Two-Step Verification is an increasingly popular form of two-factor authentication, where added account security is provided by requiring demonstration of the possession of a “thing” in addition to knowing a password. In this, case, the thing is your iOS device, and possession of it is proven to the target site by entering a two-step verification token (set of digits) that changes every 30 seconds. Since the only practical way of knowing this changing number is to posses a device that can calculate it , a second level of assurance that “you are who you say you are” is provided. With two-step verification enabled, someone could know your password, and still be unable to assume your identity on a given site, because the site will not log you in unless you also enter the time-based “one time password”.
Two step verification however requires that the site support it.
Although the passQi account detail screen for every site includes the button to Scan for a Two-Step Verification Code (the first step in enabling this feature), it naturally will only work with sites that provide support for it.
It is generally enabled by choosing a security option in your site account profile once you have logged in normally. This will trigger a series of steps which vary from site to site, but which are designed to establish a “shared secret” which forms the basis for calculating the time-based one time password. Because the two-step verification capability was popularized by Google with their Google Authenticator app, many sites prompt you to scan the QR code with “Google Authenticator”. However, it is a standards based feature, and passQi (as well as other authenticator apps) will integrate in precisely the same way as the original Google Authenticator app, with passQi having the added feature of supporting automatic submission of the code.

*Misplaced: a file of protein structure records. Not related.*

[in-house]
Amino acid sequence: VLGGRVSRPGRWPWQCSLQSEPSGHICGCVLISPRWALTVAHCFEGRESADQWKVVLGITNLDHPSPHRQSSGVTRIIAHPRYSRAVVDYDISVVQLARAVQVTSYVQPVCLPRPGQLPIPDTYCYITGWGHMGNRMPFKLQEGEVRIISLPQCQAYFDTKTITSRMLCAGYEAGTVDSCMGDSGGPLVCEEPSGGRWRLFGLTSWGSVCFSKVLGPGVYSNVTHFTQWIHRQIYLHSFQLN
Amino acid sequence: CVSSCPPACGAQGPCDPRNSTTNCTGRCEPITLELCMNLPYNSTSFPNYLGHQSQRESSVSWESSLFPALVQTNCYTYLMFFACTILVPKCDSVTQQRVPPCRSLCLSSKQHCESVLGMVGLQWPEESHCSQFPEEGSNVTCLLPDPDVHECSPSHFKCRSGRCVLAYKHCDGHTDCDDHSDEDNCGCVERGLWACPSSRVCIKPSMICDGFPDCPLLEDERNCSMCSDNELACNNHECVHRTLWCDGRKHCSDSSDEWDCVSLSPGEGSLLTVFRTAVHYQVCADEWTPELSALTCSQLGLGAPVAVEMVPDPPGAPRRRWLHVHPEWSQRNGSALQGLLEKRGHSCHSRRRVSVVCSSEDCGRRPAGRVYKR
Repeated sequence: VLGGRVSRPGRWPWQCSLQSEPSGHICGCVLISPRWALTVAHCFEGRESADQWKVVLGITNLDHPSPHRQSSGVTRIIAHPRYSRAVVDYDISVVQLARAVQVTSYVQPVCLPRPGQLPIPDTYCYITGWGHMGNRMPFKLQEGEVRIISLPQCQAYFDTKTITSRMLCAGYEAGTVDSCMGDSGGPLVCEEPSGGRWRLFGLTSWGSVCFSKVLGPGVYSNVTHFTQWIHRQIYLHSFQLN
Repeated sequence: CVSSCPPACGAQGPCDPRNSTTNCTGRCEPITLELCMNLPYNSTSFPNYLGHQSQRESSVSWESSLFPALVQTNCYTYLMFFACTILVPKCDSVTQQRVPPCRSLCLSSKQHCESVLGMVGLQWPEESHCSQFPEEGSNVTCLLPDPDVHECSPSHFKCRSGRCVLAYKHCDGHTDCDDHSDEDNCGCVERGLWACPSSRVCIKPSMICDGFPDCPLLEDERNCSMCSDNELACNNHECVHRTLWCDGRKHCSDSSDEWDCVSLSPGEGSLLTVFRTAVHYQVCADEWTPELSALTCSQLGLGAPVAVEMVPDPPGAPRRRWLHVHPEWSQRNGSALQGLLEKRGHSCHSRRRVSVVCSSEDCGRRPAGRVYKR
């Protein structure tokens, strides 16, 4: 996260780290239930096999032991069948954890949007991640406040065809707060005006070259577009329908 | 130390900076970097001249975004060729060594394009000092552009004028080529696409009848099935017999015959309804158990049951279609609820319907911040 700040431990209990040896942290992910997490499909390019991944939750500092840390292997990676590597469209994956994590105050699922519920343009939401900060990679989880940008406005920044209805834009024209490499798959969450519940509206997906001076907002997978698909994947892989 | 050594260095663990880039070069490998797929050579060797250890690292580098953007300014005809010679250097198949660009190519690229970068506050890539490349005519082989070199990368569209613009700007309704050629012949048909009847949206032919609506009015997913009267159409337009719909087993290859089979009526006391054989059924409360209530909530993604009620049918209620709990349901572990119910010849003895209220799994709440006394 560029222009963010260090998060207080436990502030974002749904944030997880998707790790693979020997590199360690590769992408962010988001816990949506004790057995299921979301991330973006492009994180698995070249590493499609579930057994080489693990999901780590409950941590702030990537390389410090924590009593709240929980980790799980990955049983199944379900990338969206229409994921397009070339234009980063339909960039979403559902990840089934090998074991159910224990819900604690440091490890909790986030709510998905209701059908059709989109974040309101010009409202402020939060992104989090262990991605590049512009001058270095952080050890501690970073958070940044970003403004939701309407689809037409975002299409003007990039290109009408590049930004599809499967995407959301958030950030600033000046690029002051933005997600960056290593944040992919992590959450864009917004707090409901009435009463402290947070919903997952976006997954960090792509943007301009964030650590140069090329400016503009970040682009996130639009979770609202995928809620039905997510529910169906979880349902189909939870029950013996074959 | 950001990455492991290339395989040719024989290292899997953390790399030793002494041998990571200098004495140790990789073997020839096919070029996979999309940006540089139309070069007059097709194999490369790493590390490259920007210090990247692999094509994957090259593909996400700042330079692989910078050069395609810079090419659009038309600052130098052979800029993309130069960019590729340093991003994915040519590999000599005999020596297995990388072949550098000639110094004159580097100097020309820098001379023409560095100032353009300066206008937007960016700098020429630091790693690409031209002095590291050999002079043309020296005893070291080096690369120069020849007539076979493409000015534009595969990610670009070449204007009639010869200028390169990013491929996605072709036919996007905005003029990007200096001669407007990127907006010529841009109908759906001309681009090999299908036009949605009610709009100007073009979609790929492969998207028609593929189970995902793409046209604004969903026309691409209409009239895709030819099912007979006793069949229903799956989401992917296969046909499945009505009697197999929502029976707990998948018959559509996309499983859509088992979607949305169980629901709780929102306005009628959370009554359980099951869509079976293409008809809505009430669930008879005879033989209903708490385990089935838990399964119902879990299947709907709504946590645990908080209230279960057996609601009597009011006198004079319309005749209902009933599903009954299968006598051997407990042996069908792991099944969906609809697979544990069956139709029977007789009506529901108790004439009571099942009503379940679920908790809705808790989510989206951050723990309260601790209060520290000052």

Two step verification is sometimes referred to by its more technical shorthand name, TOTP (Time-based One Time Password).
Once the code is established, it will be necessary to “recognize” the page that requires it on login, similarly to the way that a login page must be recognized. Many top sites supporting Two Step Authentication are automatically recognized by the passQi cloud, so they will automatically provide the Two Step Verification code. However, if the site or page is not recognized, passQi will attempt to interpret it, but only if passQi is bridged, and the scan occurs on a target site whose domain is the same as the most recent login — as a Two-Step verification code will only be displayed after (or at the same time) as a login is made.
Two-step verification pages that are not correctly recognized, please email firstname.lastname@example.org as it is generally possible for the passQi team to manually construct a custom “recognizer” and store it in the cloud where it will be used automatically.
When you tap the “Scan Two Step Verificaiton Code” and are placed in the scanner, the lower right button is titled “Options.” Note that in addition to scanning the TOTP secret, you may type or paste the secret if it is provided you as a sixteen character “base 32” number. Dashes and spaces are ignored.
You may also copy the secret out of any account which has a two-factor secret in the Vault; when you tap the circle-x next to the displayed one-time code, you have the option of either disabling the code, or simply copying the secret to the clipboard if you wish to move it to another authenticator or, possibly, an account that is linked to the same login URL but enters from a different domain in a two-page authentication process.